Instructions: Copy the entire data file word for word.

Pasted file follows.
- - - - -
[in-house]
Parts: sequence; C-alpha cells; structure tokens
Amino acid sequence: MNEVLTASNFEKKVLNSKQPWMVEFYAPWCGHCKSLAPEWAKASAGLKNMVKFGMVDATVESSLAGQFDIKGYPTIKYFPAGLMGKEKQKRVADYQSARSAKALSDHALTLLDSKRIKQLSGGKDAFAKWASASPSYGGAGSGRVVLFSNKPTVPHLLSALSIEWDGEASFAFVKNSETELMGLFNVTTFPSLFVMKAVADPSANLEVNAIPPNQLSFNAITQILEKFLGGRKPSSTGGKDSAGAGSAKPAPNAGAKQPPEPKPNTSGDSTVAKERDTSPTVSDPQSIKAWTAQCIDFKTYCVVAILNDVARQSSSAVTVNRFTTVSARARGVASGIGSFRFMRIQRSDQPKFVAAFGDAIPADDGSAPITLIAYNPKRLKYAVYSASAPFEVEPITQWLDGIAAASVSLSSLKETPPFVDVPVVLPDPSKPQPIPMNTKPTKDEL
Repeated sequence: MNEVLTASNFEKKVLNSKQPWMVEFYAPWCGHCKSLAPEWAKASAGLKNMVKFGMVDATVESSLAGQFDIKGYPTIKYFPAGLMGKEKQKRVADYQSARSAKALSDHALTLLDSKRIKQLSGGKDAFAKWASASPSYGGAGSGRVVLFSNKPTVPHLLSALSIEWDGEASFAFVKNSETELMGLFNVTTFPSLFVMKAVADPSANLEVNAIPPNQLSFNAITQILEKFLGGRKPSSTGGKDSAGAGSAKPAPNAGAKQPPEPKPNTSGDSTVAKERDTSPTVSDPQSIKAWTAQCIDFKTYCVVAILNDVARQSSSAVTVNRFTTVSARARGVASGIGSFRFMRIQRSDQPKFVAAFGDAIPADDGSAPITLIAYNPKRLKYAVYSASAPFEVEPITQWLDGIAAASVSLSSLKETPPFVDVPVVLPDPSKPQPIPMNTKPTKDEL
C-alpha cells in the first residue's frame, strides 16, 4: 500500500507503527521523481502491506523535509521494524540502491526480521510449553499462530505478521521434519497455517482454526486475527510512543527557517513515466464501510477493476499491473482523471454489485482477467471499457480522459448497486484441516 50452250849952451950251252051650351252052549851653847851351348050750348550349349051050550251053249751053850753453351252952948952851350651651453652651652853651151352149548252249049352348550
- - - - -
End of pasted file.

[in-house]
Parts: sequence; C-alpha cells; structure tokens
Amino acid sequence: MNEVLTASNFEKKVLNSKQPWMVEFYAPWCGHCKSLAPEWAKASAGLKNMVKFGMVDATVESSLAGQFDIKGYPTIKYFPAGLMGKEKQKRVADYQSARSAKALSDHALTLLDSKRIKQLSGGKDAFAKWASASPSYGGAGSGRVVLFSNKPTVPHLLSALSIEWDGEASFAFVKNSETELMGLFNVTTFPSLFVMKAVADPSANLEVNAIPPNQLSFNAITQILEKFLGGRKPSSTGGKDSAGAGSAKPAPNAGAKQPPEPKPNTSGDSTVAKERDTSPTVSDPQSIKAWTAQCIDFKTYCVVAILNDVARQSSSAVTVNRFTTVSARARGVASGIGSFRFMRIQRSDQPKFVAAFGDAIPADDGSAPITLIAYNPKRLKYAVYSASAPFEVEPITQWLDGIAAASVSLSSLKETPPFVDVPVVLPDPSKPQPIPMNTKPTKDEL
Repeated sequence: MNEVLTASNFEKKVLNSKQPWMVEFYAPWCGHCKSLAPEWAKASAGLKNMVKFGMVDATVESSLAGQFDIKGYPTIKYFPAGLMGKEKQKRVADYQSARSAKALSDHALTLLDSKRIKQLSGGKDAFAKWASASPSYGGAGSGRVVLFSNKPTVPHLLSALSIEWDGEASFAFVKNSETELMGLFNVTTFPSLFVMKAVADPSANLEVNAIPPNQLSFNAITQILEKFLGGRKPSSTGGKDSAGAGSAKPAPNAGAKQPPEPKPNTSGDSTVAKERDTSPTVSDPQSIKAWTAQCIDFKTYCVVAILNDVARQSSSAVTVNRFTTVSARARGVASGIGSFRFMRIQRSDQPKFVAAFGDAIPADDGSAPITLIAYNPKRLKYAVYSASAPFEVEPITQWLDGIAAASVSLSSLKETPPFVDVPVVLPDPSKPQPIPMNTKPTKDEL
C-alpha cells in the first residue's frame, strides 16, 4: 500500500507503527521523481502491506523535509521494524540502491526480521510449553499462530505478521521434519497455517482454526486475527510512543527557517513515466464501510477493476499491473482523471454489485482477467471499457480522459448497486484441516 50452250849952451950251252051650351252052549851653847851351348050750348550349349051050550251053249751053850753453351252952948952851350651651453652651652853651151352149548252249049352348550